Progress that provides constant interaction between students and

Progress in the development of oneself depends upon how
honestly a person judges oneself, and what corrections a person makes to align
their character with an ideal version of a self (Oldster, 2015).  Overall I think my lesson was effective due to
my well prepared lesson plan, knowledge and my responsibility for learning as a
teacher.

I
admit that, at first, I found it difficult to get students’ attention for me to
teach them properly. 

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Though I know that I am knowledgeable enough about the topic at hand, teaching
students is an entirely different matter. That is why projecting a pleasing
personality and attitude in class is important.

 

My
mentor’s observation was invaluable in enabling me to effectively analyze the
lesson. She highlighted that the good relationship between the students and me,
command over the topic taught and variety of the learning activities in my
lesson plan were the key strengths of the lesson. However, I should use a wider variety
of formative assessment techniques to monitor learning as it is taking place.

 

In
my opinion, I easily managed to achieve the lesson objectives. Direct
instruction was used throughout the lesson: this strategy was effective in
providing information and developing step-by-step skills for the topic. My
instructions were clear as students knew exactly what they were supposed to be
doing. Direct Instruction refers to a carefully developed, highly scripted
method for teaching that provides constant interaction between students and the
teacher (see image 4) (McInerney, 2002).

 

Having
the materials prepared made the lesson run smoothly as students were ready
to start. Visual aid was used to cater for spatial learners (see image 2) (Silverman,
2002) and to assist lower ability
students in identifying what speech writing looked like. Note taking from what
volunteer student was writing on the whiteboard during the brainstorming
session was effective as well. The brainstorming idea proved to be an effective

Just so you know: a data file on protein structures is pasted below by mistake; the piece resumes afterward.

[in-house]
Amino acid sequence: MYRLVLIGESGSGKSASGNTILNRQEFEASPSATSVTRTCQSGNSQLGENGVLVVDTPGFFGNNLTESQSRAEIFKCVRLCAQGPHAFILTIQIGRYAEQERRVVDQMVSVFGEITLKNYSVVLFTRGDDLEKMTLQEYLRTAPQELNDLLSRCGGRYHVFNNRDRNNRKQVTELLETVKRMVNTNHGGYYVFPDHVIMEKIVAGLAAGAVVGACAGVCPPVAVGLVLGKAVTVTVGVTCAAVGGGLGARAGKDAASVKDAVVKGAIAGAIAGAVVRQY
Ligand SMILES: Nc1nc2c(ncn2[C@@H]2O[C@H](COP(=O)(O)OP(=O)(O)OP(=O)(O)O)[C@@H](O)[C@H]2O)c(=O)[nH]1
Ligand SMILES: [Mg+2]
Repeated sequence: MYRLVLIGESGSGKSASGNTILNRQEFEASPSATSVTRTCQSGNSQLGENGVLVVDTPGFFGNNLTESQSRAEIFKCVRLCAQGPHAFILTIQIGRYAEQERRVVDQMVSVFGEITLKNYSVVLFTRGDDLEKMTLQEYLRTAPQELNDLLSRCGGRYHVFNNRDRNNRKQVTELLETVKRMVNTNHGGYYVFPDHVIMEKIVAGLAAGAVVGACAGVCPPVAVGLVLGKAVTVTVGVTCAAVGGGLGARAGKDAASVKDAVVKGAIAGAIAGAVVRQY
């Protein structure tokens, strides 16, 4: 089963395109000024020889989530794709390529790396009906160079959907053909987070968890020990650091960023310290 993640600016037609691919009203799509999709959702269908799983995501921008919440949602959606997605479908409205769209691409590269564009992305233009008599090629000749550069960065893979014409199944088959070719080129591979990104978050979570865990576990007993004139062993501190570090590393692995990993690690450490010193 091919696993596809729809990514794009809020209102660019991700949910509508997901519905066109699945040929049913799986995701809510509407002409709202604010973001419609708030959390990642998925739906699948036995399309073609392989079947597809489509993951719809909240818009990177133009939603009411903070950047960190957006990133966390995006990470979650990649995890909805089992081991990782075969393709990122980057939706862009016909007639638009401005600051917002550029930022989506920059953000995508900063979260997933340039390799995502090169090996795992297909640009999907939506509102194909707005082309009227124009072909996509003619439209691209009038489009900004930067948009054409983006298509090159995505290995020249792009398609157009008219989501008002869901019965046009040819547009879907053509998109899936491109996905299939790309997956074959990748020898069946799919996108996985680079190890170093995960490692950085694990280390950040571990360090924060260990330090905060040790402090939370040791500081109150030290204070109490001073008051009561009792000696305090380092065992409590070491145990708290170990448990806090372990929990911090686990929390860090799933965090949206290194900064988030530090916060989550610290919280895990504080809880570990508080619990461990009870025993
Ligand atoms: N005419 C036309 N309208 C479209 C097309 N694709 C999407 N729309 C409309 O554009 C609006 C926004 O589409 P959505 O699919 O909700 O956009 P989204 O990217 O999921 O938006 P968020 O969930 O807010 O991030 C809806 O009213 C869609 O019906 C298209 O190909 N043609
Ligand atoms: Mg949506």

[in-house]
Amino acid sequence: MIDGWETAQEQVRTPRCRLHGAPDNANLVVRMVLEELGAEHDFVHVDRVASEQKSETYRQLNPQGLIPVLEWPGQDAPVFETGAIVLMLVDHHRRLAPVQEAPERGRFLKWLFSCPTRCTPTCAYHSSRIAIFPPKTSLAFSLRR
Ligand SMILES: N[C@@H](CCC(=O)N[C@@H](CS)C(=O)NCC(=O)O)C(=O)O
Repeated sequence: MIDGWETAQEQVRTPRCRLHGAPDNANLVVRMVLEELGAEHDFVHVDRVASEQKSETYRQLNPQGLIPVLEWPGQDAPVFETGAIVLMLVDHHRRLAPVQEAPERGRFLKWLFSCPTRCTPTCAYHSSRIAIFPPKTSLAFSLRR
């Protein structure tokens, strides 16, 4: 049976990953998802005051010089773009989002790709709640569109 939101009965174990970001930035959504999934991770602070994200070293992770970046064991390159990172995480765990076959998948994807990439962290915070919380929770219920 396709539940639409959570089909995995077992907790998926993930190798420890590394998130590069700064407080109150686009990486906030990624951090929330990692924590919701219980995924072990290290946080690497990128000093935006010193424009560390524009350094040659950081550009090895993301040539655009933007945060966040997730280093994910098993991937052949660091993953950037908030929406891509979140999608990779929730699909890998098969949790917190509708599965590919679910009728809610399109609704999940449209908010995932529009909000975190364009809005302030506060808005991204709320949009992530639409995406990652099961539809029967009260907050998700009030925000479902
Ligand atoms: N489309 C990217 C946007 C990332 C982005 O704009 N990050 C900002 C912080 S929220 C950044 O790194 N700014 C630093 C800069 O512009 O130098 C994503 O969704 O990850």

strategy as they were all raising their hands to answer the questions that were
asked. I felt that the learning outcomes were being addressed here. The
students did a great job in discussing their opinions and idea: their speech
writing responses in their notebooks further helped me to analyze the
effectiveness of the lesson. As it was a new topic for them, I managed to
encourage my pupils, and they ended up writing much more than I had expected
them to.

 

As regards to weaknesses, my mentor pointed out that working in
pairs did not work for some students, as they were not focused on the task in
hand. I feel that this weakness could have easily been avoided if group work is
carried out in a more structured way, with clear guidelines about expectations
and time. In the future, I will give limited time for group work to avoid
distractions for the students (Dodd
and Sundheim, 2005). In the future, I will keep a
better eye on the clock and end the main lesson activity and immediately move
to a review of whatever is learned in the lesson when one tenth of the lesson
time is left, irrespective of whether it matches the plan.

 

As a whole, I am
glad that I made improvement to give effective modelling and provide more
student-centred activities. Designing a good flow of activities is another key
to making a successful lesson. I think that is something I need to improve on,
as well as elicitation techniques. I need to improve my time management to ensure
I do not run out of time as students lost the chances to present what they
learned in class through fun activities
before they walked out the classroom. This could be managed by dividing the
lesson in two slots.